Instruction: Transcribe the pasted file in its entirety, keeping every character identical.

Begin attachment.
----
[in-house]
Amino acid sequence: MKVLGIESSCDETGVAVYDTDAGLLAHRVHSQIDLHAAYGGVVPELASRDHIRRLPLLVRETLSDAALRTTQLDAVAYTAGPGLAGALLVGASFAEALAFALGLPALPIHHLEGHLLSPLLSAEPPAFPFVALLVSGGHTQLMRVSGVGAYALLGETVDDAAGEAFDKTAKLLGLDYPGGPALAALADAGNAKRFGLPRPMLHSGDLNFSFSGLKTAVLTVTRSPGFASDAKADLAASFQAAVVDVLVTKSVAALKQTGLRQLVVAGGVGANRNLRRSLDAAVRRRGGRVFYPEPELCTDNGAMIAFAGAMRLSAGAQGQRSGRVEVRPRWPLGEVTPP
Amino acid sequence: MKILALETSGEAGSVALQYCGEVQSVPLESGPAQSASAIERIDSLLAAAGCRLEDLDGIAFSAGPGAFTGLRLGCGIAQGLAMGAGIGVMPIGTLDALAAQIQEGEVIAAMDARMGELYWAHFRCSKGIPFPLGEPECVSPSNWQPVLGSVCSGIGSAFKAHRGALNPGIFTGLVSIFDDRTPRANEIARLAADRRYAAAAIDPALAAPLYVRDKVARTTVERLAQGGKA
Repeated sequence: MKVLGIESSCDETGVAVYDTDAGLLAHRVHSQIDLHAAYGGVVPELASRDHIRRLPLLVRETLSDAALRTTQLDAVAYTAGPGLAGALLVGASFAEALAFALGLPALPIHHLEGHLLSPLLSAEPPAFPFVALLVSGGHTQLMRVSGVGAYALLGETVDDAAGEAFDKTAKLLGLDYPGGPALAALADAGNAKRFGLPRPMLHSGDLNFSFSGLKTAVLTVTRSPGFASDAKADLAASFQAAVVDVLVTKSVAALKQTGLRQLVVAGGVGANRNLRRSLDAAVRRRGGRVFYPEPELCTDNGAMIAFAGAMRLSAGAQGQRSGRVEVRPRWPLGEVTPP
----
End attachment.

[in-house]
Amino acid sequence: MKVLGIESSCDETGVAVYDTDAGLLAHRVHSQIDLHAAYGGVVPELASRDHIRRLPLLVRETLSDAALRTTQLDAVAYTAGPGLAGALLVGASFAEALAFALGLPALPIHHLEGHLLSPLLSAEPPAFPFVALLVSGGHTQLMRVSGVGAYALLGETVDDAAGEAFDKTAKLLGLDYPGGPALAALADAGNAKRFGLPRPMLHSGDLNFSFSGLKTAVLTVTRSPGFASDAKADLAASFQAAVVDVLVTKSVAALKQTGLRQLVVAGGVGANRNLRRSLDAAVRRRGGRVFYPEPELCTDNGAMIAFAGAMRLSAGAQGQRSGRVEVRPRWPLGEVTPP
Amino acid sequence: MKILALETSGEAGSVALQYCGEVQSVPLESGPAQSASAIERIDSLLAAAGCRLEDLDGIAFSAGPGAFTGLRLGCGIAQGLAMGAGIGVMPIGTLDALAAQIQEGEVIAAMDARMGELYWAHFRCSKGIPFPLGEPECVSPSNWQPVLGSVCSGIGSAFKAHRGALNPGIFTGLVSIFDDRTPRANEIARLAADRRYAAAAIDPALAAPLYVRDKVARTTVERLAQGGKA
Repeated sequence: MKVLGIESSCDETGVAVYDTDAGLLAHRVHSQIDLHAAYGGVVPELASRDHIRRLPLLVRETLSDAALRTTQLDAVAYTAGPGLAGALLVGASFAEALAFALGLPALPIHHLEGHLLSPLLSAEPPAFPFVALLVSGGHTQLMRVSGVGAYALLGETVDDAAGEAFDKTAKLLGLDYPGGPALAALADAGNAKRFGLPRPMLHSGDLNFSFSGLKTAVLTVTRSPGFASDAKADLAASFQAAVVDVLVTKSVAALKQTGLRQLVVAGGVGANRNLRRSLDAAVRRRGGRVFYPEPELCTDNGAMIAFAGAMRLSAGAQGQRSGRVEVRPRWPLGEVTPP